7. Sk8man

    Good read

    A and S automatic on left and old style basic victrola on the right
  8. Sk8man

    Cayuga Sunday mid morning

    Nice going. have to take advantage of the chances to get out when they occur in the cold weather.
  9. Sk8man

    Good read

    I won't try to counteract the leaps in logic, but for the folks looking at this who may be unfamiliar with the issues mentioned a correction is in order concerning the origin of many of the techniques and equipment used on Lake O. Much of it stemmed from things being used earlier on Lake Michigan, and the other Great Lakes and before that some of the things originated in the Pacific Northwest and the salt water environment; not the Finger Lakes. The Seth Green did originate on the Finger Lakes (Keuka) and copper jerking may have as well but not much of either is real practical or useful on Lake O for a variety of reasons some of them spelled K.I.N G S.
  10. Sk8man

    Good read

    I guess that I would beg to differ with you and that last point. I fished alongside some of those guys back then in my own boat. Captains John Oravec and John Roides etc. at the south end of Canandaigua and they were really good fishermen, and I also knew most of the guides on the Fingers like Don DeSio and Bob Cass etc. and they were very good as well, but these fisheries are quite different especially now and the techniques, equipment, and tactics have changed, and in some cases radically. It is like comparing apples to basketballs in many cases. Some of the charter guys on LOU as well as the hard core sports guys fishing mainly Lake O (and not necessarily the Fingers) are some of the best around and they didn't originate on the Finger Lakes.
  11. Sk8man

    3 or 4 Downriggers

    The recurrent theme seems to be the clearer water conditions have suggested "less might end up as more as far as the fish are concerned" regardless of beam width etc. Too often we tend to overcomplicate the situation with the good old American way of "more must be better" and it isn't always better..... sometimes just adjusting things by running lines further back or away from boat turbulence is all that is needed but often overlooked.
  12. Sk8man

    Good read

    Your grandfather knew Earl quite well Steve and Earl used to launch and fish from the marina. Ray - the guy that you mention regarding the Millers was Captain Bernie Klimzak (sp?) who lived near hamburg NY at the time and then I think he moved closer to Lake O for chartering. Those Miller spoons were deadly as heck and the finish on the few that I have left is just like new still after all these years. I used to buy my Suttons at the Naples store in the 70's and 80's before going night fishing in the company of some of the guys that kept their boats at Clark's who later became charter guys on Lake O. Note the pricing of the spoons at that time below. Hop - I'm hoping that what I'm writing will sort of take up where Earl left off in terms of the more modern stuff integtrated with the old and if it turns out even half as well as his book I'll be happy I pretty much just have to do the illustrations and pics and add and integrate them and it will be done. Hopefully it will serve as a "springboard" for folks new to the scene here on LOU and still offer some interest to the expert "dinosaurs"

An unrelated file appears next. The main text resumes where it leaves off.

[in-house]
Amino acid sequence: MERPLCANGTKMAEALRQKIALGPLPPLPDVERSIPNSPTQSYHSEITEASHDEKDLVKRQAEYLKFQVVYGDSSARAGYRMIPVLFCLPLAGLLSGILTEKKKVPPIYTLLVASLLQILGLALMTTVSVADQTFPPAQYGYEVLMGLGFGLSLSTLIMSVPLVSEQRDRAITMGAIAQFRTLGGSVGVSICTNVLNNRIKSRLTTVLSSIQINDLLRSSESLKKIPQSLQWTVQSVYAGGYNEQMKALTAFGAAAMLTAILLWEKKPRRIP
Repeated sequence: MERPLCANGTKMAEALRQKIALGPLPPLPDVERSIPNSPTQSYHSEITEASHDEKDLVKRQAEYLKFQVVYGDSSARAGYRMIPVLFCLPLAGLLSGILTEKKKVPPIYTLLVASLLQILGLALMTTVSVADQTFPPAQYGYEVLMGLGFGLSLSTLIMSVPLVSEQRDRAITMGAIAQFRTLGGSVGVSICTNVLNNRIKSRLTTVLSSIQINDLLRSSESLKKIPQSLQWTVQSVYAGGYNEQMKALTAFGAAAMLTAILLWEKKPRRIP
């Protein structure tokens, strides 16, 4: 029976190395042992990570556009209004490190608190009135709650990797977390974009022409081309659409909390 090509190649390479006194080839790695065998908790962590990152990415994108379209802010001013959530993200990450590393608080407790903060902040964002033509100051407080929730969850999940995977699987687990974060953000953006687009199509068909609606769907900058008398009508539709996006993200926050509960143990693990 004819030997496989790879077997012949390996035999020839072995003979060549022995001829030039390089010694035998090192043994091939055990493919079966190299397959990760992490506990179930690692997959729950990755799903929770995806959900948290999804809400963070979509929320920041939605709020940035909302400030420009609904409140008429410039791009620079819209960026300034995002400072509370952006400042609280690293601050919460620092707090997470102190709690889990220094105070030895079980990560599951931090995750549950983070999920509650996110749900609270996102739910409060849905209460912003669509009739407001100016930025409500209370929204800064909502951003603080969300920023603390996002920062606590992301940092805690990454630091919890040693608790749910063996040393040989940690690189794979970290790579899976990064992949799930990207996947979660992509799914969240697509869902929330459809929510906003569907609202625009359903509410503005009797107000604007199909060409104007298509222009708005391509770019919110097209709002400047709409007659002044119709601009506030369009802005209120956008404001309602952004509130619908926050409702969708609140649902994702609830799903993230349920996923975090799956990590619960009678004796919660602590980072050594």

13. Sk8man

    Good read

    Kind of ironic... the timing of this post because I had recently referenced it as a major influence on me in in the book i am writing right now on Finger Lakes Trout and Salmon Fishing (including Lake Ontario as well) which I have been working on for over two years and I had included it in the Reference section I had mentioned the book to Fisherdude when we were chatting one day awhile back and he knew I was writing mine so he gave it to me....fate can be pretty wierd sometimes...
  14. Sk8man

    Rod storage for cheap.

    Geez Nick at first I thought that was the inside of your cuddy Lookin good.
  15. Sk8man

    Good read

    The Quickstrike spoons pictured above were also real good spoons and at one time I had bunches of each of them but not so many left My favorite is the little Quickstrike #11 in hammered silver finish (not pictured above but here it is below).....deadly on the bows with diagonal slash of chartreuse tape when trolled fast. I still have quite a few of them left luckily